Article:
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beginner question: approaches for detecting a person in front of a store window

asked 2014-01-22 13:51:29 -0600

morganpackard gravatar image

updated 2014-01-22 15:21:43 -0600

I need to read a video stream from a camera mounted about 10 feet in the air, and pointed at a steep downward toward a sidewalk. I simply need to detect if ANY person-sized object has moved into the camera's view, and remained there for a few seconds.

I know this is fairly trivial if I have a controlled environment and a relatively static background. I can remove the background, then run a contour detector. However, if it's an outdoor camera, I'll need to be constantly grabbing new background shots, waiting until the sidewalk is empty before grabbing, which seems far from foolproof.

I've experimented with HOG:

HOGDescriptor hog;

This seems to give some false positives, and may be more complex than I need (I don't care if an object is a person or not, I just care if it's present and big).

What approach would you all take for simply detecting whether there's a big thing on a sidewalk or not, across a wide range of weather and light conditions?

**** EDIT *******

This looks like it may be most of what I want.

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the HOG descriptors for people were trained on a plain side-view.

berak gravatar imageberak ( 2014-01-22 14:02:21 -0600 )edit

@berak -- right, so I suppose if I wanted to use HOG I'd need to do some of my own training. More reason to avoid HOG if I can get away with something less sophisticated.

morganpackard gravatar imagemorganpackard ( 2014-01-22 14:06:14 -0600 )edit

at least look at backgroundsubtractormog2 for a more sophisticated bg-removal

berak gravatar imageberak ( 2014-01-22 14:20:22 -0600 )edit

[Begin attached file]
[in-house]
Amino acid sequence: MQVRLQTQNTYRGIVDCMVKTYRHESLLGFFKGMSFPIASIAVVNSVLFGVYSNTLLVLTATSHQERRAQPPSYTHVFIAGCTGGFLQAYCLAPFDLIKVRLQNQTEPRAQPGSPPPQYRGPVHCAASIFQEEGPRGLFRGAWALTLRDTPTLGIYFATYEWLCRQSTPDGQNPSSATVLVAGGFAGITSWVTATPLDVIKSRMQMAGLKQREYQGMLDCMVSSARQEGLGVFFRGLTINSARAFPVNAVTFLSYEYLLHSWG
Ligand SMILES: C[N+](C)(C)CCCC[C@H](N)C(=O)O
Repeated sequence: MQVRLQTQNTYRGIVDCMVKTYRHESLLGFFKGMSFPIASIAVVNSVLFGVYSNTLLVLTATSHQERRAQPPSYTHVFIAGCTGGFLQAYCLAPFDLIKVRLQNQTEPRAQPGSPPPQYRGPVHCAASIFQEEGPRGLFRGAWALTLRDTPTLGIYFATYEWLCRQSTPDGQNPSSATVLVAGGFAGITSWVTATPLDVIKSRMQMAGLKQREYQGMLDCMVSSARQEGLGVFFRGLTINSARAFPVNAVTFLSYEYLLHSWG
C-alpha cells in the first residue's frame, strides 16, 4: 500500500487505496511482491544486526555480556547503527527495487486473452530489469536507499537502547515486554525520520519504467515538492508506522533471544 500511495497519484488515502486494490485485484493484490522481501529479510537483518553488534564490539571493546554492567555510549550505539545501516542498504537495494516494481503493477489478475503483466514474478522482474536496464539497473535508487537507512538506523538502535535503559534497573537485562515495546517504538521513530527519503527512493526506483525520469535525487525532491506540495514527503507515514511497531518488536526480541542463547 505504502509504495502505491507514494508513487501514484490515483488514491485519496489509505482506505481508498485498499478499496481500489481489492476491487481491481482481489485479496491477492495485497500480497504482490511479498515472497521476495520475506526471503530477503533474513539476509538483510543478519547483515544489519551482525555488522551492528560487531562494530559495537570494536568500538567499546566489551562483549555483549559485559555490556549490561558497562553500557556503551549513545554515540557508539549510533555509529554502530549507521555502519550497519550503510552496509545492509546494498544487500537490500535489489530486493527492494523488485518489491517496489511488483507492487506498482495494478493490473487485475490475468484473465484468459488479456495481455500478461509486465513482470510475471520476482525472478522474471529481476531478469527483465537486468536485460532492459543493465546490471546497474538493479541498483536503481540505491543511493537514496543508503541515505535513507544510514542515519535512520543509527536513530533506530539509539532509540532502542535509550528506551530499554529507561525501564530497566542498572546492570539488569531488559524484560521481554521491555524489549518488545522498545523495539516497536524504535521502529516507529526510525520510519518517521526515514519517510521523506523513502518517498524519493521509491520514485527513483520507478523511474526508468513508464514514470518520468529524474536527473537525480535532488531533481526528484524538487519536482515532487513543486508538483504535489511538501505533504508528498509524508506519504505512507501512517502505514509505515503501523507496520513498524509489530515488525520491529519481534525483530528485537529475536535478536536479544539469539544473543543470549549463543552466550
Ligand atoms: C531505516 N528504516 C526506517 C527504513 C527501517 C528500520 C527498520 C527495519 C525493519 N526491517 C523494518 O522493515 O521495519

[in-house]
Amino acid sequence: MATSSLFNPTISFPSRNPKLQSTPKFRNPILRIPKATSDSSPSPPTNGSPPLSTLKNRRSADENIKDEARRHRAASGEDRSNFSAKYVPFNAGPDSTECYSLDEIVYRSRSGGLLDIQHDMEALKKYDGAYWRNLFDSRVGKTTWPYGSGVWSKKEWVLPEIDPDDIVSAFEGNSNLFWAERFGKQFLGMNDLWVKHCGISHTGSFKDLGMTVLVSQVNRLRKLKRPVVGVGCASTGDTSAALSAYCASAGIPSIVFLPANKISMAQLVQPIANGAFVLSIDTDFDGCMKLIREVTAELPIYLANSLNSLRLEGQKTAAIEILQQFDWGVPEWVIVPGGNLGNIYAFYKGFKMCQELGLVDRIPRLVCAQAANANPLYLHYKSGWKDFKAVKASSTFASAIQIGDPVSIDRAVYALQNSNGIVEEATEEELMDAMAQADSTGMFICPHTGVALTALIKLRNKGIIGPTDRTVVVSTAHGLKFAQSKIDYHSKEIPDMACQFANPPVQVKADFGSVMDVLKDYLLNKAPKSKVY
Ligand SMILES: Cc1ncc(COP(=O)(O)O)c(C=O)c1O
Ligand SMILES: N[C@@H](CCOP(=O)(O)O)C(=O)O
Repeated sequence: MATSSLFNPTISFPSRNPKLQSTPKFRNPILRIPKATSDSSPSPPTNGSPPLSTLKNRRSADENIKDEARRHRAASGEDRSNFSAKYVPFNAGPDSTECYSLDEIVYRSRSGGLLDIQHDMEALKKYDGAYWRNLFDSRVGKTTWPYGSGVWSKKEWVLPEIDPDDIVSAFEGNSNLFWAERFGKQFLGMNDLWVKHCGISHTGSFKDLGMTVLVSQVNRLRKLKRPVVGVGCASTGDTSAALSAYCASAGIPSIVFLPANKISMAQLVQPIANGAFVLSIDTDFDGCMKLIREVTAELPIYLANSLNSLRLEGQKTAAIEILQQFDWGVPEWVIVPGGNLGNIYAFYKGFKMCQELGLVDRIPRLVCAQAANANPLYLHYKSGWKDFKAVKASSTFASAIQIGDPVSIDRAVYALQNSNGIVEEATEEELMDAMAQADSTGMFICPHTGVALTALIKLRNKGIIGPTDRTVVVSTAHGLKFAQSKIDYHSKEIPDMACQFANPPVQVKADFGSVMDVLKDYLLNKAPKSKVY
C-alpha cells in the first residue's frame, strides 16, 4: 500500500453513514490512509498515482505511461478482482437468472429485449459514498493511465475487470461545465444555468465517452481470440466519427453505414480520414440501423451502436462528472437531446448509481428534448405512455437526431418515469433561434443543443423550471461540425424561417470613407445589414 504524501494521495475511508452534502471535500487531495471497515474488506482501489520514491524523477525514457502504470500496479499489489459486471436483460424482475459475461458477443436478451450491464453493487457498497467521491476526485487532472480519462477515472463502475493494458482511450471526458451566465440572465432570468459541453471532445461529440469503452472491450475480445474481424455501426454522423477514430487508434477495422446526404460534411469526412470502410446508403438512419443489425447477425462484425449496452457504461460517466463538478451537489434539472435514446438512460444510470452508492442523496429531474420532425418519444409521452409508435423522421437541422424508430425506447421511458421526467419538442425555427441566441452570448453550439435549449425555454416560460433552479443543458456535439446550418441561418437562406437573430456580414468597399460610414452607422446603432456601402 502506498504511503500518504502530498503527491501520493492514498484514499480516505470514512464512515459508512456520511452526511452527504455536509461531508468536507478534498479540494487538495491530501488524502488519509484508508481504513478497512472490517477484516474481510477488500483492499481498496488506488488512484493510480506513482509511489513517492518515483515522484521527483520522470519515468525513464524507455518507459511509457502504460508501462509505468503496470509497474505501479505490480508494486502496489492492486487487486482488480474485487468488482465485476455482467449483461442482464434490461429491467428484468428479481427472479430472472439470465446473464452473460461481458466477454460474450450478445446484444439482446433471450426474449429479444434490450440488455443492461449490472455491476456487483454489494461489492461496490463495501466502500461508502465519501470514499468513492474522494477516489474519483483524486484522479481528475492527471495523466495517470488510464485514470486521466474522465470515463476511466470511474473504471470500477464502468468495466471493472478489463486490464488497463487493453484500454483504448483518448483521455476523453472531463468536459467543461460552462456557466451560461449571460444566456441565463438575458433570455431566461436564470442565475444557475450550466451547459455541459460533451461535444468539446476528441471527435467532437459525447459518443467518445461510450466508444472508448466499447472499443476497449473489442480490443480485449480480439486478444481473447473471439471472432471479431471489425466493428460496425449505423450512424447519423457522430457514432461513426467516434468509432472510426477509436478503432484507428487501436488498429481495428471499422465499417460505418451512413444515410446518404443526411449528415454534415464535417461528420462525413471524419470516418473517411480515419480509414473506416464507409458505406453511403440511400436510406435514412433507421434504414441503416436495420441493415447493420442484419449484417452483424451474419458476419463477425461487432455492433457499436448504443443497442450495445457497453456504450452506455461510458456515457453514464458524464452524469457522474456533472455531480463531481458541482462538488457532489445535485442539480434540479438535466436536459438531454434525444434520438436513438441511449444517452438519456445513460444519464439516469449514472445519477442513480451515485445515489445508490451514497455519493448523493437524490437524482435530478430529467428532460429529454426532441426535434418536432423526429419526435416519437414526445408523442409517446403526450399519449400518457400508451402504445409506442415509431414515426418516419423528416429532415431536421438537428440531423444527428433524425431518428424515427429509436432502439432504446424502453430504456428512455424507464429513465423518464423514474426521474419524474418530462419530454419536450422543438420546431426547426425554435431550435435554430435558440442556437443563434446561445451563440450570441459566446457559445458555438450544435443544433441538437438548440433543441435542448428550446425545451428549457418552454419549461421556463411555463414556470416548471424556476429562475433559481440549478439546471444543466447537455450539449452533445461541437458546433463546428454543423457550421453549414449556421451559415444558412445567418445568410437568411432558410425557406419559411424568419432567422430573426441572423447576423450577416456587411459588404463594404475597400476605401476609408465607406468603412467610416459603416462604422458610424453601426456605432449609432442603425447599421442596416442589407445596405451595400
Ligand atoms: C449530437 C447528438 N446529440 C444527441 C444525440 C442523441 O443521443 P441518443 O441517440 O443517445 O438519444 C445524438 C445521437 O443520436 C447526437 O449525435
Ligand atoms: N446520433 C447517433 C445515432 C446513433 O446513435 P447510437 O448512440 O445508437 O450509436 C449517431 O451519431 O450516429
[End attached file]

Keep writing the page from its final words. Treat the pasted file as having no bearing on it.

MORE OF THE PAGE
Sample images will be helpful for more tips.

Vikas gravatar imageVikas ( 2014-01-22 15:54:52 -0600 )edit

I suggest like @berak using the mog2 background subtractor with updating set to true. After that, perform some closing and opening operations on the image to remove noise, maybe even a Gaussian filter before applying the BG subtractor (it removes speckle noise) and then you have an image with white blobs on a black background. Secondly perform a findContours operation and a contourArea to define the size of these contours. This will get you pretty far if you do not want to know if it is actually a person or just a large box walking in front of the camera.

StevenPuttemans gravatar imageStevenPuttemans ( 2014-01-23 04:20:28 -0600 )edit

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answered 2014-01-22 21:05:14 -0600

MRDaniel gravatar image

Background subtraction is a good start. Such as frame difference or MOG.

This gives you a nice mask of objects that are not in the background. i.e. foreground objects

Get contours of the mask in order to get ROIs, region of interests. The ROI is the contours bounding box.

You can now run Haar or HOG on each ROI. Take the mask image and change it's ROI for each bounding box, and run the detector. HOG seems to be the preferred method, but performs better on a GPU as it's quite intensive. The cascade files are available in the OpenCV source there are many tutorials. Just find a good one on face detection and change the xml file to "people" or "bodies" or whatever it's called.

You now have detections, which are...

a) Not the background. b) Computational inexpensive to compute. c) Probably people.

All of the terms used can be found in OpenCV documentation.


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As he mentions he doesn't need to know if it is actually a person, but can just depend on the size of the ROIs, I would just skip the classification altogether. Just computation power that is actually not needed by his demands.

StevenPuttemans gravatar imageStevenPuttemans ( 2014-01-23 04:21:49 -0600 )edit

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Asked: 2014-01-22 13:51:29 -0600

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Last updated: Jan 22 '14